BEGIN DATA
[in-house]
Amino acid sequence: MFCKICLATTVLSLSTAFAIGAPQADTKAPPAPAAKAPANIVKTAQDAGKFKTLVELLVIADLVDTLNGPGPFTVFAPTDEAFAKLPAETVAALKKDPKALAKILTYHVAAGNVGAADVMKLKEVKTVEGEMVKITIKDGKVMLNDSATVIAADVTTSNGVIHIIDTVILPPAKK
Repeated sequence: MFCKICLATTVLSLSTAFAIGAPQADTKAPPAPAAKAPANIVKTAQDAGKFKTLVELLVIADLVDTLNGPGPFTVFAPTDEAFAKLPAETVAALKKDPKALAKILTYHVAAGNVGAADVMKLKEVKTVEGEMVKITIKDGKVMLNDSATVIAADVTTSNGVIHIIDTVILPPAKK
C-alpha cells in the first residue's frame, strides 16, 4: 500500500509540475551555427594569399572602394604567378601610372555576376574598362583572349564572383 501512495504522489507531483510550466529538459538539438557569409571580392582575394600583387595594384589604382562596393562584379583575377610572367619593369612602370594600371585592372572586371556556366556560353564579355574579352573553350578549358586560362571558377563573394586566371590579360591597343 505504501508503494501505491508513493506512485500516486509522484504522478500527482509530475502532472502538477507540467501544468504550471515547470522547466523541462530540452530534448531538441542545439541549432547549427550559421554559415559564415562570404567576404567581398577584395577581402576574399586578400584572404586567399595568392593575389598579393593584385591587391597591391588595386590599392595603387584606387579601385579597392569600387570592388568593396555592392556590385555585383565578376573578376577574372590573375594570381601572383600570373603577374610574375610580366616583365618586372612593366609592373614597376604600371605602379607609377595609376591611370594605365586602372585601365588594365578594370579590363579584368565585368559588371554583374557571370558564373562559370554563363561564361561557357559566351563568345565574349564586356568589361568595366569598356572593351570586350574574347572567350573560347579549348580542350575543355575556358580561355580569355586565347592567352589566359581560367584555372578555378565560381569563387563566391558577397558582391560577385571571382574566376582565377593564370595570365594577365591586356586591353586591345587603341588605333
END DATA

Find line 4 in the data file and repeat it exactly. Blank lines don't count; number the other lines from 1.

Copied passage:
C-alpha cells in the first residue's frame, strides 16, 4: 500500500509540475551555427594569399572602394604567378601610372555576376574598362583572349564572383 501512495504522489507531483510550466529538459538539438557569409571580392582575394600583387595594384589604382562596393562584379583575377610572367619593369612602370594600371585592372572586371556556366556560353564579355574579352573553350578549358586560362571558377563573394586566371590579360591597343 505504501508503494501505491508513493506512485500516486509522484504522478500527482509530475502532472502538477507540467501544468504550471515547470522547466523541462530540452530534448531538441542545439541549432547549427550559421554559415559564415562570404567576404567581398577584395577581402576574399586578400584572404586567399595568392593575389598579393593584385591587391597591391588595386590599392595603387584606387579601385579597392569600387570592388568593396555592392556590385555585383565578376573578376577574372590573375594570381601572383600570373603577374610574375610580366616583365618586372612593366609592373614597376604600371605602379607609377595609376591611370594605365586602372585601365588594365578594370579590363579584368565585368559588371554583374557571370558564373562559370554563363561564361561557357559566351563568345565574349564586356568589361568595366569598356572593351570586350574574347572567350573560347579549348580542350575543355575556358580561355580569355586565347592567352589566359581560367584555372578555378565560381569563387563566391558577397558582391560577385571571382574566376582565377593564370595570365594577365591586356586591353586591345587603341588605333